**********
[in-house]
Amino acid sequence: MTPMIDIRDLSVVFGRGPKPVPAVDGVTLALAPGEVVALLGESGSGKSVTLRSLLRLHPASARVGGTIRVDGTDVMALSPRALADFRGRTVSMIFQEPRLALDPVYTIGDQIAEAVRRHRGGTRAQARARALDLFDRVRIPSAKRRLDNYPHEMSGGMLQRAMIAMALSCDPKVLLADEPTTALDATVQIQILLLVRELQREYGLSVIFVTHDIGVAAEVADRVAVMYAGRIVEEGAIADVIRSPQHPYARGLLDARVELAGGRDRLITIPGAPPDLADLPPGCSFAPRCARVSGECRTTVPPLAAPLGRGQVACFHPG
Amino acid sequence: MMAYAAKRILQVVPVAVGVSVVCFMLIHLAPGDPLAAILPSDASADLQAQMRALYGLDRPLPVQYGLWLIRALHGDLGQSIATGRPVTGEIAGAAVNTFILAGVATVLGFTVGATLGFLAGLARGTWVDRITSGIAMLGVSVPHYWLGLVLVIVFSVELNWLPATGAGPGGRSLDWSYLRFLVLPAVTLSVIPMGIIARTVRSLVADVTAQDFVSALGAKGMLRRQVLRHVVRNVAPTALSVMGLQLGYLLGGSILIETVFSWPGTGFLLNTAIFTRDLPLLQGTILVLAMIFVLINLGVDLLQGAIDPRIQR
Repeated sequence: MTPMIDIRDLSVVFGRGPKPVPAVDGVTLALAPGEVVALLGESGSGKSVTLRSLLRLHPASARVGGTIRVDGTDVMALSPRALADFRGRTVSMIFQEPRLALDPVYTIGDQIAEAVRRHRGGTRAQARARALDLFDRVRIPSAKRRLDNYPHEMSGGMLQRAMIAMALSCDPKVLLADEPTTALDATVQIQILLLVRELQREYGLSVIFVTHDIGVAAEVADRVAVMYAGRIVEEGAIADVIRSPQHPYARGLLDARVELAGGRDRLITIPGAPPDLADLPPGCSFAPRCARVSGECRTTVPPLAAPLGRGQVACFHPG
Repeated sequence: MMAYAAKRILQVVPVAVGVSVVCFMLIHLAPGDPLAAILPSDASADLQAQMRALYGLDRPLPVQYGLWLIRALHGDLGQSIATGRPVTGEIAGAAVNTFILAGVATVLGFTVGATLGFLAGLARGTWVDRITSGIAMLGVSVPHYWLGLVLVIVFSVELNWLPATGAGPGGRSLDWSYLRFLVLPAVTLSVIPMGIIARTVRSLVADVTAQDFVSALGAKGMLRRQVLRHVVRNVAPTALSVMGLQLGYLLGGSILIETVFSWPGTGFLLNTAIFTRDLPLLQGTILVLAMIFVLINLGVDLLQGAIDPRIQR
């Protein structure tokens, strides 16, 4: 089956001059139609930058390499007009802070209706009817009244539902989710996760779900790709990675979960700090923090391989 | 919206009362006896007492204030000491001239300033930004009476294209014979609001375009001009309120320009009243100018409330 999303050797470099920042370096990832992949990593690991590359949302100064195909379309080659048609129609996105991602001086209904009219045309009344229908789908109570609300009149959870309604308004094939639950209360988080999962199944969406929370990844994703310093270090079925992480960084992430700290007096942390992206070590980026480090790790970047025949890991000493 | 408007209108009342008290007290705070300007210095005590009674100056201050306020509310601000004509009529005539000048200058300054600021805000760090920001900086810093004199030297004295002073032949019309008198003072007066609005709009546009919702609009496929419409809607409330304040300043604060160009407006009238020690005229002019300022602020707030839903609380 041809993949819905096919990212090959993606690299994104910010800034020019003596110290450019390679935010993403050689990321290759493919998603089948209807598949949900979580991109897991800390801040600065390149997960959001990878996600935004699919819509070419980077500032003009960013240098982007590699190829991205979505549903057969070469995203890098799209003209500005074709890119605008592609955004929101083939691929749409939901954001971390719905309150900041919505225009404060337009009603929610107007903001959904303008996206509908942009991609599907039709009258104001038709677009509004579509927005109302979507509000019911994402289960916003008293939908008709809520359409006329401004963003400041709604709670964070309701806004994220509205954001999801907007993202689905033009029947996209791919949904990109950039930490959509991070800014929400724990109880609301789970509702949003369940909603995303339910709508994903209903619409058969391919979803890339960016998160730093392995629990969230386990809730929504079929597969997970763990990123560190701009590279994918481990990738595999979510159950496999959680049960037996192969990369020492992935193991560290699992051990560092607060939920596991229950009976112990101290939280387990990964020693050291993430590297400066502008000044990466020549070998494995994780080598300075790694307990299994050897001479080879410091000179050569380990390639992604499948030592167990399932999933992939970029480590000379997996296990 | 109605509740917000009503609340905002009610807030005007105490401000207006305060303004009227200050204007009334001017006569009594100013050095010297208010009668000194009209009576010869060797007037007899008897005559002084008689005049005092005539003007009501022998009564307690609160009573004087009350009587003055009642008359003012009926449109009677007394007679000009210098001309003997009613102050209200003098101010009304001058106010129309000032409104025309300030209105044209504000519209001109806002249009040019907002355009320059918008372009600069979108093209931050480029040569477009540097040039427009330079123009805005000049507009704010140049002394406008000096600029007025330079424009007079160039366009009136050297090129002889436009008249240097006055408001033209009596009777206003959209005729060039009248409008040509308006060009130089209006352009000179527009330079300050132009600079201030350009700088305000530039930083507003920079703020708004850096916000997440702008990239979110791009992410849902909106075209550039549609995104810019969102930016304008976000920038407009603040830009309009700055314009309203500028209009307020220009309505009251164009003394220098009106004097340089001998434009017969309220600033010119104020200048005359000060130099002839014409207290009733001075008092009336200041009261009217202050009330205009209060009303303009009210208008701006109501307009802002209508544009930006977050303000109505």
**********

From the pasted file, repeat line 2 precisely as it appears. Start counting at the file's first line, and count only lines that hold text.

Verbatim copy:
Amino acid sequence: MTPMIDIRDLSVVFGRGPKPVPAVDGVTLALAPGEVVALLGESGSGKSVTLRSLLRLHPASARVGGTIRVDGTDVMALSPRALADFRGRTVSMIFQEPRLALDPVYTIGDQIAEAVRRHRGGTRAQARARALDLFDRVRIPSAKRRLDNYPHEMSGGMLQRAMIAMALSCDPKVLLADEPTTALDATVQIQILLLVRELQREYGLSVIFVTHDIGVAAEVADRVAVMYAGRIVEEGAIADVIRSPQHPYARGLLDARVELAGGRDRLITIPGAPPDLADLPPGCSFAPRCARVSGECRTTVPPLAAPLGRGQVACFHPG